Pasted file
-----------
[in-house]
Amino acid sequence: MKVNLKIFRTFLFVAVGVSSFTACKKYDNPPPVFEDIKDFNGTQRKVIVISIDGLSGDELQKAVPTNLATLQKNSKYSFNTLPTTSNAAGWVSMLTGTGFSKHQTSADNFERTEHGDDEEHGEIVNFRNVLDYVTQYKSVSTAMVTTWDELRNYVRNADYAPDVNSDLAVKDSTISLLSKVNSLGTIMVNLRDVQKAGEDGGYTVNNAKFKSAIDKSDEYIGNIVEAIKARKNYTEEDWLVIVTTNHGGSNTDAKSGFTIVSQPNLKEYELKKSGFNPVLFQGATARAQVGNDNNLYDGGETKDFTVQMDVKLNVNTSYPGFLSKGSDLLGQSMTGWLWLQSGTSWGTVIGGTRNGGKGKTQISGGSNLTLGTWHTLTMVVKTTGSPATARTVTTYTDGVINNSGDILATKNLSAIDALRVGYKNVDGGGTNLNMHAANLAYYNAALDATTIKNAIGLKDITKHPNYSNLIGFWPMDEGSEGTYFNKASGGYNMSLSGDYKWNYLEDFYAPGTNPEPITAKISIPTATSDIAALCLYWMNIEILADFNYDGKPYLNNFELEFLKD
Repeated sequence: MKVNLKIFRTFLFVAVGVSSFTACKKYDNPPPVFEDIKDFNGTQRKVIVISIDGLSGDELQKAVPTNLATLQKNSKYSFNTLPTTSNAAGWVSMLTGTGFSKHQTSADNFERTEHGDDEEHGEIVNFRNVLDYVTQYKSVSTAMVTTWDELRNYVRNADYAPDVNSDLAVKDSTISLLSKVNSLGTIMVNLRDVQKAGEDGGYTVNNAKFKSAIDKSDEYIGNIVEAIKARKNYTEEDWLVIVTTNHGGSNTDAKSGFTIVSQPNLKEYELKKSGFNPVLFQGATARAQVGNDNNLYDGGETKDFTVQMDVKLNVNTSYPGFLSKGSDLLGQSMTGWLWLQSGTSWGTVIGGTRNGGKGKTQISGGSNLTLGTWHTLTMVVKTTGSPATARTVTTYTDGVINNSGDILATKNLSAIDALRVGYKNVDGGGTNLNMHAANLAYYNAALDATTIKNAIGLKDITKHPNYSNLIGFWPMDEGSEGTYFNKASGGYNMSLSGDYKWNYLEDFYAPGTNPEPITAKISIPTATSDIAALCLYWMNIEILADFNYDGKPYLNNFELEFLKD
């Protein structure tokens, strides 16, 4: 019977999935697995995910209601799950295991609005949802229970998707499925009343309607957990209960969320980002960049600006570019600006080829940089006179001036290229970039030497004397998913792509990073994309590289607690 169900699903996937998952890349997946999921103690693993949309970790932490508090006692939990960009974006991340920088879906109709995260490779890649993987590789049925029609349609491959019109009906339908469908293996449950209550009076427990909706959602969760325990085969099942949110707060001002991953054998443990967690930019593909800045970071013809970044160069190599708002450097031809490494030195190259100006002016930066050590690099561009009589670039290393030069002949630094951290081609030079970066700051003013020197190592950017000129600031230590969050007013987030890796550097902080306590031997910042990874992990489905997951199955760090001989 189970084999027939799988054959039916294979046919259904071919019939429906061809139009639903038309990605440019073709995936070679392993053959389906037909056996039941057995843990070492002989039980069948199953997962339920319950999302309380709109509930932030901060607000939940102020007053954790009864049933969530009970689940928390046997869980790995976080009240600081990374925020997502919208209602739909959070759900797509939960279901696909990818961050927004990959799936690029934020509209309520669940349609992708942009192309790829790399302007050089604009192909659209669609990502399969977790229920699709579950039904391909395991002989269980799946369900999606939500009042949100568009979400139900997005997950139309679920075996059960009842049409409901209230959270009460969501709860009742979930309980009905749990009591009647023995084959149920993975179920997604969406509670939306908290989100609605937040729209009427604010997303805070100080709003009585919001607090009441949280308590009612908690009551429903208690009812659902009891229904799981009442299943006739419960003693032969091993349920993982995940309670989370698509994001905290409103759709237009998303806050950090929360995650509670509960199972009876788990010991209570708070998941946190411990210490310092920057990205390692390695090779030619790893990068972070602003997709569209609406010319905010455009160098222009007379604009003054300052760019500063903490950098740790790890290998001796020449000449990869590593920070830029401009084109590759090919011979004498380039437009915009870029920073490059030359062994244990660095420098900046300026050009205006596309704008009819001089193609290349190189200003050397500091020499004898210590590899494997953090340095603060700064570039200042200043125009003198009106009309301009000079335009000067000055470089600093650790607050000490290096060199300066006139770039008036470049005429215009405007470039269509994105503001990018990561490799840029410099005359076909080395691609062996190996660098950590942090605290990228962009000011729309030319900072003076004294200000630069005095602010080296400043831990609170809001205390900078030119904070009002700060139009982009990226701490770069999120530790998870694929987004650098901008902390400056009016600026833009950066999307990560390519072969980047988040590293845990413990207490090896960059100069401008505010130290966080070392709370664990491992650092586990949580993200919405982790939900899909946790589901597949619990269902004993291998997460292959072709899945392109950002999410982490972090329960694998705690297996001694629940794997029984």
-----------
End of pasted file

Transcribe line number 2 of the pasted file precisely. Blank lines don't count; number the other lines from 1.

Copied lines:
Amino acid sequence: MKVNLKIFRTFLFVAVGVSSFTACKKYDNPPPVFEDIKDFNGTQRKVIVISIDGLSGDELQKAVPTNLATLQKNSKYSFNTLPTTSNAAGWVSMLTGTGFSKHQTSADNFERTEHGDDEEHGEIVNFRNVLDYVTQYKSVSTAMVTTWDELRNYVRNADYAPDVNSDLAVKDSTISLLSKVNSLGTIMVNLRDVQKAGEDGGYTVNNAKFKSAIDKSDEYIGNIVEAIKARKNYTEEDWLVIVTTNHGGSNTDAKSGFTIVSQPNLKEYELKKSGFNPVLFQGATARAQVGNDNNLYDGGETKDFTVQMDVKLNVNTSYPGFLSKGSDLLGQSMTGWLWLQSGTSWGTVIGGTRNGGKGKTQISGGSNLTLGTWHTLTMVVKTTGSPATARTVTTYTDGVINNSGDILATKNLSAIDALRVGYKNVDGGGTNLNMHAANLAYYNAALDATTIKNAIGLKDITKHPNYSNLIGFWPMDEGSEGTYFNKASGGYNMSLSGDYKWNYLEDFYAPGTNPEPITAKISIPTATSDIAALCLYWMNIEILADFNYDGKPYLNNFELEFLKD